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The road to Buenos Aires

Out of Bolivia we head to San Pedro de Atacama in Chile, before crossing the Andes into Argentina: Salta, Cachi, Cafayate and Tucaman.

all seasons in one day 30 °C

Our tour of SW Bolivia finished, we take a jeep through the night to the border crossing and head to San Pedro de Atacama in Chile, followed by Salta, Cachi, Cafayate and Tucaman in Argentina where we get an overnight bus to Buenos Aires.

It's 1:30am and we wait in the hotel corridor for our ride. I poke my head out the door to make sure he doesn't miss us, and soon we are piling into our jeep to the border. We're a bit disappointed as this jeep isn't anywhere near as comfortable as the one we had for our tour, and we realise that sleep isn't going to be easy to get as our heads bounce around. And then the cold creeps in...the heating doesn't work and we grab as many clothes as we can to huddle up in. Ice crystals form on the inside of the windows from the moisture in our breath and we brace ourselves for a cold ride. Finally, the sun comes up over the volcanoes, the ice melts and we start to warm.

We've made good time and so stop at the hot springs. These are the same ones we visited on our tour, but this time they are rammed! There are about 30 jeeps from Uyuni - which made us very grateful that we had started from Tupiza. With no time or room to get in, we warm our hands and chat so a few people wallowing in the steaming waters.

At the border crossing we show the exit stamps that we were issued with in Uyuni and change vehicles for the last stretch to San Pedro de Atacama - on a tarmac road!! (It had been a while...) The road was all downhill and as the altitude approached 2000m we enjoyed deep breaths of oxygen.

We found San Pedro to be a well organised, clean and tidy town with some great food (although prices reflected the fact that we were now in a much more developed country). The four of us cycled to Vale de la Luna, had a great meal together accompanied by live music and M&I even managed a run!


But the time comes for us to part ways - Ben and Tanis were heading back to Lima for a flight and we were heading to Argentina.

Our bus took us over the Andes, through the 'Paso de Jama', down switchbacks, through the edge of the Quebrada de Humahuaca (some very prettily coloured rocky hills) at Purmamarca before we arrive at Salta. By the time we get to Salta it is late, wet and we can't get any Argentinian pesos as the ATM isn't working...luckily we'd pre-booked accommodation and find the hostel's representative at the bus station and he puts us in a taxi.

The following morning is much nicer with the sun out and I get chatting to the woman in reception in Spanish and the next thing I know she's helping us out by phoning the bus station for me and making other tourists wait. It's amazing what some polite chat in Castellano can do!

We wander around Salta (which is a pretty town, but isn't making us want to stay any longer than we need to), get ourselves some pesos (the banks have massive queues), buy our bus tickets to Cachi and do a book swap.

On the bus to Cachi we befriend Cindy, a Greek/American lady travelling on her own while she attempts to meet a friend who's motorbiking South America. Soon we're heading up into the hills (which seem to have a lush tropical side and a dry desert side covered in cactuses). But the rain comes pummelling down again and we spend much of the journey wrapped in cloud. Just before arriving in Cachi the clouds lift and we drive through miles of flat cactus fields and get a brief glimpse of Nevado del Cachi (6380m) which towers over the village.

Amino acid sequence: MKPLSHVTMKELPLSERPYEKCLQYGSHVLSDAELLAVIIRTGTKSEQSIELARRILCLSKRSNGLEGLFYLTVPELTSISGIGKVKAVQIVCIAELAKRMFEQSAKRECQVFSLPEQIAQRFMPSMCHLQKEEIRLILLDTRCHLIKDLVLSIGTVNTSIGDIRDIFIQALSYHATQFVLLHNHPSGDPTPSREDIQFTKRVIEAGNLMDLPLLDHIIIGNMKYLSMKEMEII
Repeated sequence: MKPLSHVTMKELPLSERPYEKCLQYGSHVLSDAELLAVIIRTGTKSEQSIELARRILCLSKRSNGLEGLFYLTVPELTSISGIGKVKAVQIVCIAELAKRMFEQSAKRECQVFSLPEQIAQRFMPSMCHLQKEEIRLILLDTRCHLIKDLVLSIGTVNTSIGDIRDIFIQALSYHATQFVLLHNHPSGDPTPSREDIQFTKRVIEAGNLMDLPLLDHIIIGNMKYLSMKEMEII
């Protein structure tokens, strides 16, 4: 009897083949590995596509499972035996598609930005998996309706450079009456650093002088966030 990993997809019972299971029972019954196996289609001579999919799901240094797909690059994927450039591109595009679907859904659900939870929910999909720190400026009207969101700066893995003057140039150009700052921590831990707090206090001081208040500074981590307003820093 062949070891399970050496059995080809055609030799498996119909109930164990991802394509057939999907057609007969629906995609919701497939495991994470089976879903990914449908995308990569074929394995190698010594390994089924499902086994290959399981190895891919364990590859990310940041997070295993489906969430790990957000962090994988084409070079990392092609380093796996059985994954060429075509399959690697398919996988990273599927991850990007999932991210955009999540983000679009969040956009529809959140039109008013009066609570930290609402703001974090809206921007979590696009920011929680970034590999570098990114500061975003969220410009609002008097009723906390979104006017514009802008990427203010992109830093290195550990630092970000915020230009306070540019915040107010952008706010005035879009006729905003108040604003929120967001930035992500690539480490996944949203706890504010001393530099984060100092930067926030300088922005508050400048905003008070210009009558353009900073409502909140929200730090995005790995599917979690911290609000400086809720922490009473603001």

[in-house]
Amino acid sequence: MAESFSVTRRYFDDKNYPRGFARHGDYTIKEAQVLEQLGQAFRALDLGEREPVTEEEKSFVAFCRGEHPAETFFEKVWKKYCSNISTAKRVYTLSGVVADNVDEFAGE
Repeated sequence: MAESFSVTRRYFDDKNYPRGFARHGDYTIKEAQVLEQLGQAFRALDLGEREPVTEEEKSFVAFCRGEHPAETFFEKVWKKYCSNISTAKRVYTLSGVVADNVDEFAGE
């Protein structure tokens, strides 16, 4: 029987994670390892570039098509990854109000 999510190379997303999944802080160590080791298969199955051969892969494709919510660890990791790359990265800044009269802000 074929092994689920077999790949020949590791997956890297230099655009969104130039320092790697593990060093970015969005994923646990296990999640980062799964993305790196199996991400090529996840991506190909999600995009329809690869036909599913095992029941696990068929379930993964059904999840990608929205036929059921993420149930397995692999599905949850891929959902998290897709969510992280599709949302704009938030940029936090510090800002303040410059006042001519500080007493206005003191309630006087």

Cachi is gorgeous; pretty plazas, whitewashed buildings and a laid back vibe. Our first lesson in Argentinian timings comes as our tummies rumble for dinner - nowhere opens before 8pm and so we have to wait. It's worth it though as we eat steak and local dishes; locro (a meat and corn stew) and tomales (corn and dried llama meat wrapped in corn husks and steamed), and drink a fantastic organic malbec from the Nanni vineyard in Cafayate.

There are no buses between Cachi and Cafayate so our choices are between hiring a jeep, hitch-hiking or going back to Salta and getting a bus from there. We opt for hiring a jeep and get a guide thrown in to show us the sights along the way. This is a great decision as we stop in more pretty villages, clamber through the craggy desert landscape, eat a yummy lunch of goat and stop at a bodega (vineyard) before being dropped at our hostel in Cafayate.

Dinner is our first parrilla (argentinian BBQ) - yum! Loads of different cuts of beef, sausage and black pudding accompanied by a small bowl of salad :-)

We fill a day with wine-tasting at the nearby bodegas (vineyards). Nanni gets a look in and we walk away with a couple more bottles to try.

Moving on, a bus takes us over another mountain pass and to the lush fields of Tafi. The scenery is pretty, but we want to get to Buenos Aires, so stop the night and move on first thing to Tucaman. Tucaman is the home of Argentinian rugby, so while most people still follow football, when I say that I'm from "Nuevo Zelandia" I get the response of "El All Blacks! Numero uno en el mundo! Bravo!" which keeps me happy despite sweltering in the 40degree plus heat (not fun with a backpack).

The train to BA is full so we decide to treat ourselves to the best bus possible - a full cama ejectivo! The seats recline to a flat bed and at midnight, we're offered champagne, whiskey or tia maria...nice. An easy 12 hours later we are pulling into Retiro station in BA!

(PS. More photos to be added at a later point - computer problems are hindering their addition now...)

Posted by DebandMatt 16:32 Archived in Argentina Tagged san chile argentina salta cachi de pedro bolivia atacama cafayate tucaman

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